Before 1861 New Zealand was served by only two banks, the Union Bank of Australia Ltd and the Oriental Bank Corporation. The headquarters and main business of both institutions lay outside New Zealand, and they were represented by only a handful of branches in the country, located at a few of the principal settlements.
Early in 1861 the Oriental Bank withdrew from New Zealand (closing its doors on 10 May) and the Bank of New South Wales seized the opportunity shortly afterwards of coming to New Zealand and opening for business.
For some time though many New Zealand residents and business people had been thinking about setting up a New Zealand Bank, and when prominent businessman Thomas Russell was refused an account with the Bank of New South Wales he decided the time was right to open his own bank – a bank for New Zealand.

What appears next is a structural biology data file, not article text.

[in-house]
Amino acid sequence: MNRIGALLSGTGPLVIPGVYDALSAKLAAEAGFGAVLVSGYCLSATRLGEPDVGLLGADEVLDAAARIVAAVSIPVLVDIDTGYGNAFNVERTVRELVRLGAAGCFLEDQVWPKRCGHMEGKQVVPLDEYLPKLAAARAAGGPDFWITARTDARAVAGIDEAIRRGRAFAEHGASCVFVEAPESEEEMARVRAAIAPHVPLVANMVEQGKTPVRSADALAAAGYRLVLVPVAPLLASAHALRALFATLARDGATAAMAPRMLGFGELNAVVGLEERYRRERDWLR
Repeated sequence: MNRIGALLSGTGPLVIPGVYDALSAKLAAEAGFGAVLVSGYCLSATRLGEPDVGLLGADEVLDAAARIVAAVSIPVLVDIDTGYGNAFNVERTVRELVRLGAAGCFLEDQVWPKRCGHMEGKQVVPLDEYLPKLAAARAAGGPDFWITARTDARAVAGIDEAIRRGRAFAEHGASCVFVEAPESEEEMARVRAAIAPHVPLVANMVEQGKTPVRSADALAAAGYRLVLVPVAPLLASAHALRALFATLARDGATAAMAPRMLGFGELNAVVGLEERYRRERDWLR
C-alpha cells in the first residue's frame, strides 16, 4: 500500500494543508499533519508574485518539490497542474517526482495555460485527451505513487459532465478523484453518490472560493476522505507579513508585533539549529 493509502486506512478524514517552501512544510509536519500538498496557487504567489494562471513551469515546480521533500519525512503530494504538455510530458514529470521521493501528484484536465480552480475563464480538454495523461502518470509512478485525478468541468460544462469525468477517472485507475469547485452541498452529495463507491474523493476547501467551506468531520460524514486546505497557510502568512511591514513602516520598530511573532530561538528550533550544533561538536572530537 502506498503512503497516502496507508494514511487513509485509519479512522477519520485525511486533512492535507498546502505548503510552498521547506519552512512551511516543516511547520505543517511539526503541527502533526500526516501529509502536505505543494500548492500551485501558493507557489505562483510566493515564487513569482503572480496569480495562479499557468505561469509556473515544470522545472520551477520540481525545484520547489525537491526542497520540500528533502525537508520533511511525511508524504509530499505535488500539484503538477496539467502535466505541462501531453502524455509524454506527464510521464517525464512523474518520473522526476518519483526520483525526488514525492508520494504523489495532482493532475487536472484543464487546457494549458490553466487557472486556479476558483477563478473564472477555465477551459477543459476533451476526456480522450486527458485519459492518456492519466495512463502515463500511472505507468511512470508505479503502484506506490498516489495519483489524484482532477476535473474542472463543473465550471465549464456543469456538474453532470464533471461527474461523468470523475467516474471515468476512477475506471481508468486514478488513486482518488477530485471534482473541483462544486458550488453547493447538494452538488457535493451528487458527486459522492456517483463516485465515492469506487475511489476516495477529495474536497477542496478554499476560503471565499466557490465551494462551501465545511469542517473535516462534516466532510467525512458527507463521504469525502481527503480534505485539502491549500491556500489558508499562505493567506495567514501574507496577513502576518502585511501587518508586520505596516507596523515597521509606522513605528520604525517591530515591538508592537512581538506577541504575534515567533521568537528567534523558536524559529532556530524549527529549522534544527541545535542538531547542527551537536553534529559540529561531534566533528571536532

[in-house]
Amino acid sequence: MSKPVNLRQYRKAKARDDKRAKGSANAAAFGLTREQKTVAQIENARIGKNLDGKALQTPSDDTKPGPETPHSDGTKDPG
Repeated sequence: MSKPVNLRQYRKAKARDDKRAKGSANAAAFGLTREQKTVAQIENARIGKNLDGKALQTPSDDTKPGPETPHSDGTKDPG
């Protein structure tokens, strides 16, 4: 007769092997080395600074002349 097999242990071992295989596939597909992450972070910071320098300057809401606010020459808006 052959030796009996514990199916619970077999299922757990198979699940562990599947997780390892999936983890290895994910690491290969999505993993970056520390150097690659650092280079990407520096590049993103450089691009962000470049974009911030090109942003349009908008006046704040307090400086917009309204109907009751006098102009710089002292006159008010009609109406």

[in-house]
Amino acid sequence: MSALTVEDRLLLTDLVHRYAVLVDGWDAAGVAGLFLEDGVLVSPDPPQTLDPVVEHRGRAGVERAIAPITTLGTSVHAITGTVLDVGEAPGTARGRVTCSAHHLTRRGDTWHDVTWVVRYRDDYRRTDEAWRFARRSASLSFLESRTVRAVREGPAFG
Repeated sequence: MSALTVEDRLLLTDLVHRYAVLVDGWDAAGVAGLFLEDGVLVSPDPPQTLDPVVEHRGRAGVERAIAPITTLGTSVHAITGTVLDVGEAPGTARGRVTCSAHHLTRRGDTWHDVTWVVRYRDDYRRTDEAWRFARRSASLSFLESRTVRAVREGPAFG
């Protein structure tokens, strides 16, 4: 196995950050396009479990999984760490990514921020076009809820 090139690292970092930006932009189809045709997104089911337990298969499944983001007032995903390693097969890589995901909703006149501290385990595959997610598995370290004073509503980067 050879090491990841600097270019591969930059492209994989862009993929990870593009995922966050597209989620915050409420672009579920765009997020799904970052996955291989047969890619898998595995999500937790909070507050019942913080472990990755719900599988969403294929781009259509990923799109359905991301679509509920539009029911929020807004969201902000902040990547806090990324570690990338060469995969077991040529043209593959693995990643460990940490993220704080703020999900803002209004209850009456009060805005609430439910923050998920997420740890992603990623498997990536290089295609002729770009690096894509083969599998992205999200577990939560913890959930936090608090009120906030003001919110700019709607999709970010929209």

On 10 June 1861 a meeting was held to discuss the establishment of the new bank, and less than two months later a Deed of Settlement was signed and the Act incorporating ‘The Bank of New Zealand’ was passed.
The Act allowed the new corporation to carry on all the usual activities of a bank, and ‘The Bank of New Zealand’ was also empowered to issue its own banknotes.
The company was founded just in time to take advantage of the gold finds, like Gabriel Read’s discovery in Otago in 1861, which were beginning to be made in various parts of New Zealand and led to the Central Otago gold rush.
The wild rush of thousands of new arrivals endeavouring to make their fortune presented a timely opportunity for a bank to provide useful services for miners and business people alike, and a fruitful source of revenue for itself.
Representatives of the Bank of New Zealand headed south to open branches and agencies in Otago, while others visited the principal towns and settlements around the country to establish the Bank – in many cases at places where no bank had been before.
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